Cell phones can be lifesaving, and with proper planning students and teachers can use their cell phones as a safety tool. For many school administrators, this outweighs other potential concerns. The best recommendation for schools is to evaluate the use of cell phones as personal safety tools when reviewing their crisis management plan.
There is no one-size-fits-all solution for creating an appropriate cell phone policy for high school students. Policies can be determined by historic behavior issues, teachers' tolerance levels, and the percentage of students that actually have cell phones - or feel it necessary to bring them to school.
Schools vary considerably in what they consider appropriate - with some schools stipulating that cell phones must be switched off at all times (which defeats the purpose of using them as a personal safety tool), while others have a more lenient approach to student cell phone usage provided “the vast majority of students adhere to the policy”.
The majority of schools will adopt a cell phone policy for high school students somewhere between the two extremes and support it with reasonable sanctions. Provided the policy is well advertised, the sanctions are enforced and teachers do not turn a blind eye to policy violations, students will soon understand the boundaries within which they can use a cell phone during school hours.
If a school's cellphone policy allows student-use during emergency situations, school administrators can avoid many of the disciplinary difficulties by making sure rules on cellp hone use are clear from the beginning. For example, when schools do drills, phone use should be part of the conversation around best safety practices.
There are a few additional practices schools can include in the crisis management plans to optimize cell phones as a personal safety tool. Schools can implement a mass notification system to keep students, faculty, and staff members informed in case of an emergency. A fast, reliable notification system can inform everyone on campus, including teachers and students, if there is an emergency. If students have their phones on hand, an alerting system can prevent the spread of misinformation and give teachers and students the information they need to act appropriately during an emergency.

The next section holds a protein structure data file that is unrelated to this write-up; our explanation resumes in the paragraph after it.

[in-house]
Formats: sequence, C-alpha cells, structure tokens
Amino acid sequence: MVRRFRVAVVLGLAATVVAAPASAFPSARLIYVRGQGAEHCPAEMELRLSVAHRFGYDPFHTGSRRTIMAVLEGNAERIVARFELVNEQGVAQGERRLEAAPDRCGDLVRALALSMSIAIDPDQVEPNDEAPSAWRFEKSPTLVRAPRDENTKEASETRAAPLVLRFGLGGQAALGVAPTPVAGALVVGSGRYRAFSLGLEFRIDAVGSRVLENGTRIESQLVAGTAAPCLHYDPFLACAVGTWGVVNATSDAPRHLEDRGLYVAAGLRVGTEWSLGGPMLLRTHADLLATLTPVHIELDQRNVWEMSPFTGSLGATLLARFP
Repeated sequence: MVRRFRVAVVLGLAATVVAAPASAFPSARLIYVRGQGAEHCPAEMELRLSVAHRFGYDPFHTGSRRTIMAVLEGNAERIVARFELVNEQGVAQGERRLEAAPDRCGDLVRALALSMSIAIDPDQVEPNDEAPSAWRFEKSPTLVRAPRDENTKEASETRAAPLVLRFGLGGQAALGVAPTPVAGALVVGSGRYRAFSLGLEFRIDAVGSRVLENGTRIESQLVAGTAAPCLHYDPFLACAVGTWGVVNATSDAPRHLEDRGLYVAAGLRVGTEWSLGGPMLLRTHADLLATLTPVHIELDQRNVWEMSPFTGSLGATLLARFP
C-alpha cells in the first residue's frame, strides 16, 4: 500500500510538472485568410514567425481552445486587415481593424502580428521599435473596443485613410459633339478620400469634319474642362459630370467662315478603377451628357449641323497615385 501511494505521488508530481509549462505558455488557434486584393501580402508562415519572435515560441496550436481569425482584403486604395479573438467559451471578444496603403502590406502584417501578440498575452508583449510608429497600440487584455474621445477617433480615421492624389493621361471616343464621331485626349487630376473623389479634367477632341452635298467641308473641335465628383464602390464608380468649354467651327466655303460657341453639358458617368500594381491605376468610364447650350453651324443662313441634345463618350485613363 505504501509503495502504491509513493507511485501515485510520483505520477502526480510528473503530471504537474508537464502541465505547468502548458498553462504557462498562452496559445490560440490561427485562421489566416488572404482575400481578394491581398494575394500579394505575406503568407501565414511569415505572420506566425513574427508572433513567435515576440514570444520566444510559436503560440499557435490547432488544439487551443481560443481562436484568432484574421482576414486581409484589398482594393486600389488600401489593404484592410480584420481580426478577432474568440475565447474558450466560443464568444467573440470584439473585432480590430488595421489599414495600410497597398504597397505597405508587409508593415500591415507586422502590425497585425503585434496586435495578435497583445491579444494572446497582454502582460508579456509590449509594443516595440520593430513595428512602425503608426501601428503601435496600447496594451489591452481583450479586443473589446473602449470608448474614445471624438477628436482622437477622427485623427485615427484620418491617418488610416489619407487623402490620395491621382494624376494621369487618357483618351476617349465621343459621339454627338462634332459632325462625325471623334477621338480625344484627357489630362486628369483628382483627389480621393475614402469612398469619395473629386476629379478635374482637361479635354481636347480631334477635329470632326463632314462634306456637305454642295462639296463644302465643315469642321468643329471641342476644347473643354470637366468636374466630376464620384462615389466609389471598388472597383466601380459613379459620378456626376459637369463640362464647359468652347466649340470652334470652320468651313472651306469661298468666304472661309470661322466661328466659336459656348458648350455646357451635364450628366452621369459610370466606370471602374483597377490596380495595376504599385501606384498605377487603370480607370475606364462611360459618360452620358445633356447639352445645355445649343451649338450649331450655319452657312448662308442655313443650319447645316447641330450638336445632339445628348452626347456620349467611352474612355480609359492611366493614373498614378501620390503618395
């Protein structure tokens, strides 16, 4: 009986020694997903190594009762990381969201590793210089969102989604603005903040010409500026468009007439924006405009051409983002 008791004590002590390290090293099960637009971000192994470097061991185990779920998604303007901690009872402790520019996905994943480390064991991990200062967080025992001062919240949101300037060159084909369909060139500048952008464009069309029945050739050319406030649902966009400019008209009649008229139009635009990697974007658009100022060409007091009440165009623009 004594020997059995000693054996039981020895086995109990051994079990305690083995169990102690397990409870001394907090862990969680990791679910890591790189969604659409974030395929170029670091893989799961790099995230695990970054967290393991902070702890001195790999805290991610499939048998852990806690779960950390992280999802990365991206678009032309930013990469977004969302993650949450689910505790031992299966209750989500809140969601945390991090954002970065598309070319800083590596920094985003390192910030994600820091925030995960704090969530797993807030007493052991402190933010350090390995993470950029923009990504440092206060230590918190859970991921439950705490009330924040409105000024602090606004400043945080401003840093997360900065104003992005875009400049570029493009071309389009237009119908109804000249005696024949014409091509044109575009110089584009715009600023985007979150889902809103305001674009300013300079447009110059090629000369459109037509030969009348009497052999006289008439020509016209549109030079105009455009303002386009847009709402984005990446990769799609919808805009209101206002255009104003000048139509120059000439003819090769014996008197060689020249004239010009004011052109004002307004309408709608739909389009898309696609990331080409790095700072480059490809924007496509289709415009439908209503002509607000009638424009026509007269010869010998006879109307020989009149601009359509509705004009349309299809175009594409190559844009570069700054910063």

A panic button app can help teachers clearly communicate an emergency to 9-1-1, on-site personnel, and first responders. If there is a crisis, teachers can contact 9-1-1 at the press of a button. One such app is preset with five call buttons, including active shooter, fire, or a medical emergency. The app delivers an instant notification to on-site employees and security personnel, and the automated functionality allows school workers to take immediate action during a crisis, such as initiating a lockdown or responding with an AED. It also allows for internal communication, allowing teachers to contact on-site groups or other employees. In an emergency, this can help distribute appropriate and accurate information across the school campus.
There are pros and cons to allowing students to carry cell phones. When safety is at stake, it is worth considering student cell phone usage in school policy and crisis management plans. Cell phones can be an important personal safety tool if used for effective communication where accurate information is vital.
Mary Kate is a content specialist and social media manager for the Rave Mobile Safety team. She writes about public safety for the state & local and education spheres.